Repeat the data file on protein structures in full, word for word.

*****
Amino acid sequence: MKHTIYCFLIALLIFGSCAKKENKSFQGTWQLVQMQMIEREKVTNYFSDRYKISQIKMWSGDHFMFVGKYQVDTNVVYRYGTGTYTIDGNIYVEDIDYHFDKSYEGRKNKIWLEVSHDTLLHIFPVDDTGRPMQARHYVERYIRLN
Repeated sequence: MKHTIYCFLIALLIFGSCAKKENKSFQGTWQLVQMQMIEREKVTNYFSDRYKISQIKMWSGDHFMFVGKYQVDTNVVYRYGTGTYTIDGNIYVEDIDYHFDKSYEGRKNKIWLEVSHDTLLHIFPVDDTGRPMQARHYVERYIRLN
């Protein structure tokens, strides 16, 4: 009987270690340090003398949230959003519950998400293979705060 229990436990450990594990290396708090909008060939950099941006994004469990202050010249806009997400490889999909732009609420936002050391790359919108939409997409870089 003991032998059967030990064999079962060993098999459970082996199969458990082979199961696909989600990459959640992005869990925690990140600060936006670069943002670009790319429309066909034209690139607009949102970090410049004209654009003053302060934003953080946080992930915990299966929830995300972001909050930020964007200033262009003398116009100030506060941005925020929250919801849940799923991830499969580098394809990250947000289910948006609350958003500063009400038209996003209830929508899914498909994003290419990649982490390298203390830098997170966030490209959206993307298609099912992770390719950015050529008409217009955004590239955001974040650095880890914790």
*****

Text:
Amino acid sequence: MKHTIYCFLIALLIFGSCAKKENKSFQGTWQLVQMQMIEREKVTNYFSDRYKISQIKMWSGDHFMFVGKYQVDTNVVYRYGTGTYTIDGNIYVEDIDYHFDKSYEGRKNKIWLEVSHDTLLHIFPVDDTGRPMQARHYVERYIRLN
Repeated sequence: MKHTIYCFLIALLIFGSCAKKENKSFQGTWQLVQMQMIEREKVTNYFSDRYKISQIKMWSGDHFMFVGKYQVDTNVVYRYGTGTYTIDGNIYVEDIDYHFDKSYEGRKNKIWLEVSHDTLLHIFPVDDTGRPMQARHYVERYIRLN
């Protein structure tokens, strides 16, 4: 009987270690340090003398949230959003519950998400293979705060 229990436990450990594990290396708090909008060939950099941006994004469990202050010249806009997400490889999909732009609420936002050391790359919108939409997409870089 003991032998059967030990064999079962060993098999459970082996199969458990082979199961696909989600990459959640992005869990925690990140600060936006670069943002670009790319429309066909034209690139607009949102970090410049004209654009003053302060934003953080946080992930915990299966929830995300972001909050930020964007200033262009003398116009100030506060941005925020929250919801849940799923991830499969580098394809990250947000289910948006609350958003500063009400038209996003209830929508899914498909994003290419990649982490390298203390830098997170966030490209959206993307298609099912992770390719950015050529008409217009955004590239955001974040650095880890914790």